- Biotin - A deficiency of biotin causes hair loss and a characteristic scaly, erythematous (red and inflamed) dermatitis around the mouth and other areas of the face and scalp. (6) In infants, biotin deficiency manifests as “cradle cap”, or scaly dermatitis of the scalp. This condition appears as crusty yellow or white patches on the scalp, behind the ears, and around the face. In adults, this condition is called seborrheic dermatitis and can occur in many different areas of the skin. Biotin deficiency can also be a cause of dandruff for some people.
- Niacin - Pellagra, the disease of late stage niacin deficiency, causes a variety of skin symptoms such as dermatitis and a dark, scaly rash. While a low intake of niacin is unlikely, there are some diseases that may cause inadequate niacin absorption from the diet. An example of this is in celiac disease, where absorption is impaired by the swelling and thickening of the intestinal lining that occurs in celiac disease. Other inflammatory gut conditions such as IBS or Crohn’s disease can also lead to a reduction in niacin absorption, and could conceivably lead to the skin-related symptoms of pellagra such as dermatitis and scaling.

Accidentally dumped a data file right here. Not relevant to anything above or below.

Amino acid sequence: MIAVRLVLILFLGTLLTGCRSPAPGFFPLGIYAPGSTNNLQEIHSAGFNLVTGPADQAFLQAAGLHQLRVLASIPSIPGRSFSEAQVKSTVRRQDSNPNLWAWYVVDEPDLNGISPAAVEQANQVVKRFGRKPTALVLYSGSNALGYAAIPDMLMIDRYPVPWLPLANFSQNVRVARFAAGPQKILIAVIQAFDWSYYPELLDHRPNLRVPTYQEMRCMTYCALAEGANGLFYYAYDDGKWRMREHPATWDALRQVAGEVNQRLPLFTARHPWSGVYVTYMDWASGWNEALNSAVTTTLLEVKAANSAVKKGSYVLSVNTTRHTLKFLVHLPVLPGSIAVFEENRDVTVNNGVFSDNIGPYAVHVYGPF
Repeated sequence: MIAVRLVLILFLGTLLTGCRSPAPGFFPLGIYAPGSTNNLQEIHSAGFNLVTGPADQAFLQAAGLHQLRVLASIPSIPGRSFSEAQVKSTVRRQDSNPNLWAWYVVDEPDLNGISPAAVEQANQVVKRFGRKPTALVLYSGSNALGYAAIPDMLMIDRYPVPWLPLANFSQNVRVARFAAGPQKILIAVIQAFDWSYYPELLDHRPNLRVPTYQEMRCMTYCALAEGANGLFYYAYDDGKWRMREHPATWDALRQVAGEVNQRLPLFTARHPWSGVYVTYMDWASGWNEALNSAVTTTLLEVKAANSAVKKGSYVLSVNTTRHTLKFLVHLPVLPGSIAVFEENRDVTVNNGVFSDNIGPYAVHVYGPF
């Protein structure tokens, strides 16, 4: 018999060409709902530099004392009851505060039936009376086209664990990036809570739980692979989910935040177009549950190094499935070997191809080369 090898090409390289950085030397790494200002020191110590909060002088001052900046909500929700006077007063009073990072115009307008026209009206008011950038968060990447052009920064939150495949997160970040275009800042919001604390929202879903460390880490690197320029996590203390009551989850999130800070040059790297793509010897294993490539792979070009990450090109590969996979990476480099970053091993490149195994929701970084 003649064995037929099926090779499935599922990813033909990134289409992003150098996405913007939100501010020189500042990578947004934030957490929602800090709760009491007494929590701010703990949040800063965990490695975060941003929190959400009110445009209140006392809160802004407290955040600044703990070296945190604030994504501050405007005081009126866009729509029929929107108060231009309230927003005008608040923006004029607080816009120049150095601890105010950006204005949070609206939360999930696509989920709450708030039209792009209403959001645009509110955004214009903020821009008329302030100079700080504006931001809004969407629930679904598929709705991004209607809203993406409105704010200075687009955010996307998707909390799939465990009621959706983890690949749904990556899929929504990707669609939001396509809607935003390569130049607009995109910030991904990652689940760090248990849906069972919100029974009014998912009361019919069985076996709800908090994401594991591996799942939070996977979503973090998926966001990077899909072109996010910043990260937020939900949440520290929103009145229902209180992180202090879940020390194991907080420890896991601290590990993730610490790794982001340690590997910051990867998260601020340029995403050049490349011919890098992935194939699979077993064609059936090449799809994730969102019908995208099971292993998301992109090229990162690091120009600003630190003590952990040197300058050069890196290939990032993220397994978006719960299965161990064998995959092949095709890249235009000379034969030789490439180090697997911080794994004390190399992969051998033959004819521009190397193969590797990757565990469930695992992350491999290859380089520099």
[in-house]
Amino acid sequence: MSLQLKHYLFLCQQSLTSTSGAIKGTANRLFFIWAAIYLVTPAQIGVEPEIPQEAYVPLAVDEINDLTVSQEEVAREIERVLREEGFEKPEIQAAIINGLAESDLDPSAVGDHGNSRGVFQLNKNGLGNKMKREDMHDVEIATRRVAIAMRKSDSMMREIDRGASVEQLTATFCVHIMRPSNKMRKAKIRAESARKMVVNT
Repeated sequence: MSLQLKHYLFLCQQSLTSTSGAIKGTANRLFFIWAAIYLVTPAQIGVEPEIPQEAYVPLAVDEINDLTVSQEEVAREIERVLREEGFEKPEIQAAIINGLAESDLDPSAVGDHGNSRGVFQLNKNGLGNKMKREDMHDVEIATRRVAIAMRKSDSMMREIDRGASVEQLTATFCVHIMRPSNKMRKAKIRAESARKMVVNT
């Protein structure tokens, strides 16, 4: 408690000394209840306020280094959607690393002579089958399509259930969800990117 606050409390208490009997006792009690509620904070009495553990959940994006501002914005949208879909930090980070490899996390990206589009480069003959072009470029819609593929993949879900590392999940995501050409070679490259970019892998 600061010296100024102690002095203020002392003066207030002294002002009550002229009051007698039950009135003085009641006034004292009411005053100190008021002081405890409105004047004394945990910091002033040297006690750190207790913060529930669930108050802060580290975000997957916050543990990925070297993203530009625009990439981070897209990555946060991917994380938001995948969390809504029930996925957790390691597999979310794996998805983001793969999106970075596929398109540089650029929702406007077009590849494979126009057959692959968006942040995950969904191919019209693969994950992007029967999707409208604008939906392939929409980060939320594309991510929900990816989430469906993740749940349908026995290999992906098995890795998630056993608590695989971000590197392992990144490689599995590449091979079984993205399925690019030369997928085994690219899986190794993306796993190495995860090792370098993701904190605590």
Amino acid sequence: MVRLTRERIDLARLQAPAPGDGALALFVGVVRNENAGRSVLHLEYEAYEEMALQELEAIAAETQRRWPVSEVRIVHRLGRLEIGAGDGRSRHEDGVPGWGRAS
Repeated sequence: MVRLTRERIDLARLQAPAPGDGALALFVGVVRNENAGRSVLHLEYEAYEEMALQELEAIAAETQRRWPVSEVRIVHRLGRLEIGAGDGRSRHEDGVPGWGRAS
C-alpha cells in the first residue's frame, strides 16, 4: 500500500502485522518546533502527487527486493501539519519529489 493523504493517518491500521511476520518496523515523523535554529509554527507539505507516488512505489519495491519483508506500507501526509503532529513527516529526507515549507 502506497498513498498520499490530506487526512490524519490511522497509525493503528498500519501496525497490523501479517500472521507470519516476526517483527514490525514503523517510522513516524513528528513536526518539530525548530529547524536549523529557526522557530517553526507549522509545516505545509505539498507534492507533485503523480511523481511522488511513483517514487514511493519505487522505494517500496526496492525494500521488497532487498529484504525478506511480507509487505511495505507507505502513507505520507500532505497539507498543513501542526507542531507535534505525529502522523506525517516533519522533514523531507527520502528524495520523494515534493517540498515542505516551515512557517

- Vitamin A - Vitamin A influences the physiology of the skin by promoting epidermal differentiation, modulating dermal growth factors, inhibiting sebaceous gland activity, and suppressing androgen formation. Lack of vitamin A causes the skin to become keratinized and scaly, and mucus secretion is suppressed. Rough, dry skin is a common sign of vitamin A deficiency, which often first appears as rough, raised bumps on the back of the arms.
- Vitamin C - Vitamin C has been known for decades to play a crucial role in the regulation of the structural protein collagen, which is necessary for the extracellular stability of the skin. A vitamin C deficiency causes scurvy, which is first manifested as rough, dry skin and corkscrew hair growth. Inadequate vitamin C is also known to contribute to the development of the common problem of hyperkeratosis pillaris, as the follicles become damaged when collagen formation is impaired.